The State Department has granted a waiver to the Trump travel ban to a mother from Yemen, allowing her to come to the United States and be with her dying toddler son.

Shaima Swileh is expected to arrive in San Francisco Wednesday, where her 2-year-old child, Abdullah Hassan � a U.S. citizen � is on life support with a rare genetic brain condition.

The boy's father, Ali Hassan, is also an American citizen and is already in California.

'Mourn with dignity'

"This is the happiest day of my life. This will allow us to mourn with dignity," Hassan said in a statement released by the Council on American-Islamic Relations (CAIR).

Hassan has said he was ready to take his son off life support, giving up hope that his wife would ever get to see their dying child.

CAIR lawyers took up Swileh's case and sued the State Department so she could get a visa.

State Department spokesman Robert Palladino called it a "very sad case," and said U.S. officials struggle to determine which appeals for waivers are legitimate while balancing national security concerns.

"These are not easy questions. We've got a lot of foreign service officers deployed all over the world that are making these decisions on a daily basis and they are trying to do the right thing at all times," Palladino said.

Lee offered assistance

President Donald Trump's travel ban restricts citizens from Yemen and six other mostly Muslim countries from coming to the United States, citing a threat of terrorism.

But critics of the ban have pointed to the Swileh case as an example of what they call discrimination against Muslims.

U.S. Representative Barbara Lee, a Democrat from California, also intervened on the family's behalf, calling the travel ban "heinous" and "un-American."

Source: Voice of America

The State Department has granted a waiver to the Trump travel ban to a mother from Yemen, allowing her to come to the United States and be with her dying toddler son.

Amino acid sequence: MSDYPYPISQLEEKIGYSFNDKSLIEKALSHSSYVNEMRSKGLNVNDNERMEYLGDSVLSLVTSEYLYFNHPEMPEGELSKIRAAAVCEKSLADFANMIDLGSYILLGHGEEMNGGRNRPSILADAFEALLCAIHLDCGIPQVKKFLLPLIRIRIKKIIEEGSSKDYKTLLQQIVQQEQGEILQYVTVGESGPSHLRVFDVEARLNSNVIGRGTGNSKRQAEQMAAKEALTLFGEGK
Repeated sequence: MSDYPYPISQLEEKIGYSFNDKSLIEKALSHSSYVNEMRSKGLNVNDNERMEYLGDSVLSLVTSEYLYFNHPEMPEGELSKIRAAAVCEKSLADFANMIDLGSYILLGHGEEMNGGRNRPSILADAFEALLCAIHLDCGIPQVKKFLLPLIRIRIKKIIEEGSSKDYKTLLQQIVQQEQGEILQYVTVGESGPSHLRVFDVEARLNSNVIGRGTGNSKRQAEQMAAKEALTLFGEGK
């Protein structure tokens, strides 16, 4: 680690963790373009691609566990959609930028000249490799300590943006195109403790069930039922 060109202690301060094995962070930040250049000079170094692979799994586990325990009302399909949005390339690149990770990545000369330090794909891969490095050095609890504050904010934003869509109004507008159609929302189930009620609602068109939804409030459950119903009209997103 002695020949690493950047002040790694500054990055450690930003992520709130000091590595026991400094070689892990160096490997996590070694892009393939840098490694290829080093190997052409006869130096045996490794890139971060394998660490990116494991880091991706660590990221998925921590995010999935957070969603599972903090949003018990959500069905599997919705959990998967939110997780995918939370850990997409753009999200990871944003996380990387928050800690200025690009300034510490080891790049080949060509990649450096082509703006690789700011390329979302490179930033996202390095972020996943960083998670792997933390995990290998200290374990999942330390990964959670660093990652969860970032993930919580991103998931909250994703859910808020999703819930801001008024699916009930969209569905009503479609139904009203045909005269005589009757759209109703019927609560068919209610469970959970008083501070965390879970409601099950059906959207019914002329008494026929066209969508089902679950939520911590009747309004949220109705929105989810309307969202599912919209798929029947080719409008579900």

Shaima Swileh is expected to arrive in San Francisco Wednesday, where her 2-year-old child, Abdullah Hassan � a U.S. citizen � is on life support with a rare genetic brain condition.

The boy's father, Ali Hassan, is also an American citizen and is already in California.

'Mourn with dignity'

"This is the happiest day of my life. This will allow us to mourn with dignity," Hassan said in a statement released by the Council on American-Islamic Relations (CAIR).

Hassan has said he was ready to take his son off life support, giving up hope that his wife would ever get to see their dying child.

CAIR lawyers took up Swileh's case and sued the State Department so she could get a visa.

State Department spokesman Robert Palladino called it a "very sad case," and said U.S. officials struggle to determine which appeals for waivers are legitimate while balancing national security concerns.

"These are not easy questions. We've got a lot of foreign service officers deployed all over the world that are making these decisions on a daily basis and they are trying to do the right thing at all times," Palladino said.

Lee offered assistance

President Donald Trump's travel ban restricts citizens from Yemen and six other mostly Muslim countries from coming to the United States, citing a threat of terrorism.

But critics of the ban have pointed to the Swileh case as an example of what they call discrimination against Muslims.

U.S. Representative Barbara Lee, a Democrat from California, also intervened on the family's behalf, calling the travel ban "heinous" and "un-American."

Source: Voice of America

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